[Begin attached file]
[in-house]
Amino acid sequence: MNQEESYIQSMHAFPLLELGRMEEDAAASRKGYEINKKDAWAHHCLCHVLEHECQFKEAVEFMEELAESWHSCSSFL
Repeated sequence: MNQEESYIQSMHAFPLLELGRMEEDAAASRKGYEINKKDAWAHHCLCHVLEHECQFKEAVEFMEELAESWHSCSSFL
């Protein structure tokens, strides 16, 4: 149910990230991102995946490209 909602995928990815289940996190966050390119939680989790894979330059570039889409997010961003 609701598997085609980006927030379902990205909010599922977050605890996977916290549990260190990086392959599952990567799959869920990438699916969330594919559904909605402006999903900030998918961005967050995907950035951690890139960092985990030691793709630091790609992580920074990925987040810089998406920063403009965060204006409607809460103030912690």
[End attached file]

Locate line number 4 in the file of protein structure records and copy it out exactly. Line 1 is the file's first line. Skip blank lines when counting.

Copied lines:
């Protein structure tokens, strides 16, 4: 149910990230991102995946490209 909602995928990815289940996190966050390119939680989790894979330059570039889409997010961003 609701598997085609980006927030379902990205909010599922977050605890996977916290549990260190990086392959599952990567799959869920990438699916969330594919559904909605402006999903900030998918961005967050995907950035951690890139960092985990030691793709630091790609992580920074990925987040810089998406920063403009965060204006409607809460103030912690």